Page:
How a Risk-Taking Approach Delivers Marketing Results

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    July 08, 2015

How a Risk-Taking Approach Delivers Marketing Results


With great risk comes great reward.

We’ve all heard this old adage. Some people live by it; others think risk is something we should be programmed to avoid.

I spent 25 years on the client side of the business. Throughout my experience, the agency relationships I valued most were the ones that regularly pushed and challenged my own way of thinking.

In most organizations, the marketing team is encouraged to look for the sure thing. But sometimes, the “sure thing” will only return incremental results. That’s why, when I sat on the other side of the table, I consistently asked my agency partners’ creative teams for a range of ideas—from “safe” to “scare me”—with one caveat: the scare me options had to be strategic. They couldn’t be bold for the sake of being bold.

More often than not, the out-of-the-box, unconventional ideas our partners generated were the ones I selected. These seemingly off-the-wall strategies rose to the top because they were smart, demanded attention and had the potential to generate the step change and significant share gain so many brands desire.

I’m not advocating that everyone in this business suddenly swing for the fences. I don’t recommend that you use “high-risk” as key criteria for every decision you make. But adding an untested program or pushing your thinking regularly can prove valuable in a landscape where every brand is fighting for the attention of its target audience—particularly since avenues for reaching that audience continue to multiply.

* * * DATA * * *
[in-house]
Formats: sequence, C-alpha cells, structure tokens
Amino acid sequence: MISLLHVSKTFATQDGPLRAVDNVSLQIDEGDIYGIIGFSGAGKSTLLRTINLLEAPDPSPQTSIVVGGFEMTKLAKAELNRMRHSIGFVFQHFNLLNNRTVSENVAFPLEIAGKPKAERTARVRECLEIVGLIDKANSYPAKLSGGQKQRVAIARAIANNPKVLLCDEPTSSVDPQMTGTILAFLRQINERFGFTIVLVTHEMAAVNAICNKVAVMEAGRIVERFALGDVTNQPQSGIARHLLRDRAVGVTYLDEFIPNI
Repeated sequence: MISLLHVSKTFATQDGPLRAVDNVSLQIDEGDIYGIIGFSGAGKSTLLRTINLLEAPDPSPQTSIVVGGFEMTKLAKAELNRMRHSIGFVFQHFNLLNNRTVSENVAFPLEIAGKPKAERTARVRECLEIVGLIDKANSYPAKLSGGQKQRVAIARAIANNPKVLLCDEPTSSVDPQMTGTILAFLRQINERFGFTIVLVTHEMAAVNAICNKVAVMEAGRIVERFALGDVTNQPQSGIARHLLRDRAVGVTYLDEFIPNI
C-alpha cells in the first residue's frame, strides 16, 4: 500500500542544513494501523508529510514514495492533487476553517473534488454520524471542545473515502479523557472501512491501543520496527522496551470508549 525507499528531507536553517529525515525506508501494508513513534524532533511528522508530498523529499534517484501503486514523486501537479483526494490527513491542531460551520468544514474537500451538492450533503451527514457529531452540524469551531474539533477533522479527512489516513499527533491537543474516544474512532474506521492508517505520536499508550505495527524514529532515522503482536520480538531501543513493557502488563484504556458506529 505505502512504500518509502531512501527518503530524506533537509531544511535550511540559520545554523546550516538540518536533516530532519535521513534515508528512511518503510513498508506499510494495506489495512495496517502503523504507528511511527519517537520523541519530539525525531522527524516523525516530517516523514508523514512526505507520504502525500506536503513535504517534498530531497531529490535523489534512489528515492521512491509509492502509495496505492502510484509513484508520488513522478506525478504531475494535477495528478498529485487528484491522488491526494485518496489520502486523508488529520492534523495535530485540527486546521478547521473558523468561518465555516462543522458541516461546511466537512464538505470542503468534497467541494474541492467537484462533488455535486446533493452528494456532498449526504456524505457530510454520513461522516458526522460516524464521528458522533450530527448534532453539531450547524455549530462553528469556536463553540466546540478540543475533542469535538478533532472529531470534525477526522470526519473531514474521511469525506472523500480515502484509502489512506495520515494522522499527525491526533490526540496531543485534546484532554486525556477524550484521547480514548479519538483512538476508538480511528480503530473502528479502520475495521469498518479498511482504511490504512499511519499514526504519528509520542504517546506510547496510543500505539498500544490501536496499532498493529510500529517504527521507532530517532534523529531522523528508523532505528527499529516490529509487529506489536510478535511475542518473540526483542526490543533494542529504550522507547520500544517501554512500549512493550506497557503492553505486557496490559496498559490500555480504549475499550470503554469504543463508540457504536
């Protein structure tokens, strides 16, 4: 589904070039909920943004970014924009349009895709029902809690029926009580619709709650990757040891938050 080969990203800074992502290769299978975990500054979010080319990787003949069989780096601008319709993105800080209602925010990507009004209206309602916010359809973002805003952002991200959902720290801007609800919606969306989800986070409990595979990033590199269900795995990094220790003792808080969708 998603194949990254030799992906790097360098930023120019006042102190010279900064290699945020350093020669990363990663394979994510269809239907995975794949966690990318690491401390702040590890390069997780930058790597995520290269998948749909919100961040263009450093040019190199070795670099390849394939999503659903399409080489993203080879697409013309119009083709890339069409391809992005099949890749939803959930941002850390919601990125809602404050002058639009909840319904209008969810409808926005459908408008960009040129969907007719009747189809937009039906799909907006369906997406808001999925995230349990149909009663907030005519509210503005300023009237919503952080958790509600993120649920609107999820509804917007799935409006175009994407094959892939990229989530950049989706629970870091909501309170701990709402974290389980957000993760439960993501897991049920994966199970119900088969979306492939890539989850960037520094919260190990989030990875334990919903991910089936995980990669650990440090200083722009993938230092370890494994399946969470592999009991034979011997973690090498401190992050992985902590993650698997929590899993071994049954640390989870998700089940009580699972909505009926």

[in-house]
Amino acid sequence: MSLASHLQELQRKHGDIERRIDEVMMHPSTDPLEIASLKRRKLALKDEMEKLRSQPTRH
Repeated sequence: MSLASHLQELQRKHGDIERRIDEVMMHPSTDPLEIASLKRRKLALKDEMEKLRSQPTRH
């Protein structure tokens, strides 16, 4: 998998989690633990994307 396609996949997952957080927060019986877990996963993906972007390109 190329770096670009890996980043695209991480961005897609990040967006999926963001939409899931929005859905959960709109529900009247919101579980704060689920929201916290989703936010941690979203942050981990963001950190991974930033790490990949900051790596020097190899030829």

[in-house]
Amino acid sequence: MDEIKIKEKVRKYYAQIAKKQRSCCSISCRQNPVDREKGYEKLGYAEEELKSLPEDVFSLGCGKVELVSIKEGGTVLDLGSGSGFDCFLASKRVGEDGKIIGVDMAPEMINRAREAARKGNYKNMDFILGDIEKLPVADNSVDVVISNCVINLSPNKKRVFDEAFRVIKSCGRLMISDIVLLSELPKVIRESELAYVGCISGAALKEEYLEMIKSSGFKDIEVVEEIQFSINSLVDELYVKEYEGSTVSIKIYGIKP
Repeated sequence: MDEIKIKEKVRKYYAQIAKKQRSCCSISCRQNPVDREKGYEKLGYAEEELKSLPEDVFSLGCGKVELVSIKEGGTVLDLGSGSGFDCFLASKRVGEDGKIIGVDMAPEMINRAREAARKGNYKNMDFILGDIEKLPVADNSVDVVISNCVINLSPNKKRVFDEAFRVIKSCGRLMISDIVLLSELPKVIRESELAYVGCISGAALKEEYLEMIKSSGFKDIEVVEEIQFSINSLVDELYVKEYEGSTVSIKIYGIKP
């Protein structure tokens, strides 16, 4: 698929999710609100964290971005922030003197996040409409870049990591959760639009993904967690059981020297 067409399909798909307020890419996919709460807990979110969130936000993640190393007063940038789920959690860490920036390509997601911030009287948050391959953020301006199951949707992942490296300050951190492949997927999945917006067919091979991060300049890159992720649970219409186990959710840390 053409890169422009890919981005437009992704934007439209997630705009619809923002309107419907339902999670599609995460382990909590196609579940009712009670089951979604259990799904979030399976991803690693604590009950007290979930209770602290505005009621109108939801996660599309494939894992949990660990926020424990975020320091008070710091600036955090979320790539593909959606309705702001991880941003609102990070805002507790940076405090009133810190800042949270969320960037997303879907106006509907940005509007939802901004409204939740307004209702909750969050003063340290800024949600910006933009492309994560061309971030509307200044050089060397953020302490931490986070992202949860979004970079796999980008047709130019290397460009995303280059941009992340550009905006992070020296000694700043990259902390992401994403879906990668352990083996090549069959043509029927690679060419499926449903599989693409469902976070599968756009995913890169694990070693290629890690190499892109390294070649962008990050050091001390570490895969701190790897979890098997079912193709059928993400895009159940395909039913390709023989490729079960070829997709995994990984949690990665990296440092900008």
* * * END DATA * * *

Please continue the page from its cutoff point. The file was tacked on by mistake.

At Wray Ward, it’s our nature to always ask, “What if?” Our desire to push our clients’ thinking and provide fresh perspective to support that thinking is at the core of who we are, and our clients should expect it of us.

Our recommendations and ideas are rooted in a deep understanding of:

  • Objective and strategy
  • Client profile
  • Market makeup
  • Target audience

When we develop strategies, we include a range of options from safe to reach and—yes—scare me. While the boldest ideas aren’t always selected, they often plant seeds that evolve into new ideas and opportunities.

At a conference I attended last winter, one of the panelists shared a great approach to taking risks. Each year, this particular marketing executive allocates his annual spend as follows:

  • Sure things: 70 percent
  • Educated bets: 20 percent
  • Untested ideas: 10 percent

This balanced approach allows him to constantly introduce new ideas and approaches for the brands he manages while ensuring he delivers the results necessary to support the spend.

We’re getting close to that time of year—the beginning of budget season. As you prepare to allocate your marketing spend for 2016, I encourage you to ask for those bold, untested ideas. One of them might just generate the step change you’re seeking for your brand.

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